Such conservative management, however, made Yasuda a largely faceless institution, distinguished only by its smooth and predictable growth and its affiliation with the influential Fuyo group. Still, many of Yasudas competitors gained similar reputations.

The entire Japanese economy was profoundly affected by two events in the early 1970s. The first was the Nixon Administrations decision in 1971 to abandon the Bretton-Woods system of currency valuation. This resulted in a sharp appreciation of the yen against the dollar, and slowed Japanese export-led growth. The second was the OPEC oil embargo of 1973, which drastically raised production costs at all levels of the Japanese economy.

While many less conservative financial institutions were seriously jeopardized by the effects of these crises, Yasudas growth was merely slowed. Though Yasuda was exposed to contracting sectors such as steel and shipbuilding, its investments were diversified enough that it was able to re-orient itself to the new economic environment quickly. This lesson became institutional policy and was instrumental in avoiding a similar crisis during the second oil crisis, in 1979.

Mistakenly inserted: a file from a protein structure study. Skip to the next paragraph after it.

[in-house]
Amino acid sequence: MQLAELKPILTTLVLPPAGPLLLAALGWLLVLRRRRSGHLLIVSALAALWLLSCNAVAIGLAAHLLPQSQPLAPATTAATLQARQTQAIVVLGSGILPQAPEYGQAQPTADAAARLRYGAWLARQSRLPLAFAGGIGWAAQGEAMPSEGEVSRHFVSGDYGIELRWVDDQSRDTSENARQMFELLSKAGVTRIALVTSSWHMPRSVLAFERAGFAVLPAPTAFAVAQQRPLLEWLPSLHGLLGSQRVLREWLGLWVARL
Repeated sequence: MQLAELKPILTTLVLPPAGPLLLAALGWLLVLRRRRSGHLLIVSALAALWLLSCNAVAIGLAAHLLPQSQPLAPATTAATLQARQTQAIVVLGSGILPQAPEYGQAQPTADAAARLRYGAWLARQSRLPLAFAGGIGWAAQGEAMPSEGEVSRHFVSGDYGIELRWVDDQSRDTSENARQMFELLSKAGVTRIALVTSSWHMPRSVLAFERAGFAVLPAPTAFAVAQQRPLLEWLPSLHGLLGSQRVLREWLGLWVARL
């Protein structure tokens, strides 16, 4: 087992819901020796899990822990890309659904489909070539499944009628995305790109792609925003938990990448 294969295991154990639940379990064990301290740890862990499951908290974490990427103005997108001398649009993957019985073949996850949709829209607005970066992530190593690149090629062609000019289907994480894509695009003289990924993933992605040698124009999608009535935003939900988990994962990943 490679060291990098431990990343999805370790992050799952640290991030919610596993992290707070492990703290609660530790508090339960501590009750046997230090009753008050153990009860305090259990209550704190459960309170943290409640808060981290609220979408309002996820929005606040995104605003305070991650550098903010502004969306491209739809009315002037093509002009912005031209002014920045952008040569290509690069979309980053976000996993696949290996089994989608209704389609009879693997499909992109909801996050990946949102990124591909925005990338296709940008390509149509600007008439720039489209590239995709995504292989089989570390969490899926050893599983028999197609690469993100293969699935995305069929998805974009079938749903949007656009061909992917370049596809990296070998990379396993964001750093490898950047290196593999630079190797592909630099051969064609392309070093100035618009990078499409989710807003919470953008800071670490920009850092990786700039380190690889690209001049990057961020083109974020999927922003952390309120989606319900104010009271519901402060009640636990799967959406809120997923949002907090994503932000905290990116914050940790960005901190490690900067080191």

Yasuda recognized many years in advance that financial management opportunities in Japan were becoming saturated. Japans second period of industrial growth (1970-1985) flooded Japanese financial institutions with capital at the same time it exhausted investment opportunities; Japanese investments were no longer competitive with foreign projects.

In order to effect a stable entry into foreign financial markets, Yasuda had established intelligence-gathering offices in major foreign markets as early as the 1960s. Often, these offices were jointly operated with fellow Fuyo members, or even competitors, such as Mitsui, Mitsubishi, and Sumitomo. When its clients began to investigate the establishment of foreign-registered subsidiaries, Yasuda was able to offer good intelligence and management services specifically tailored for Japanese companies in these markets. Today Yasuda operates branches or agencies in Hong Kong, London, Los Angeles, New York, and Singapore, in addition to 13 representative offices on five continents.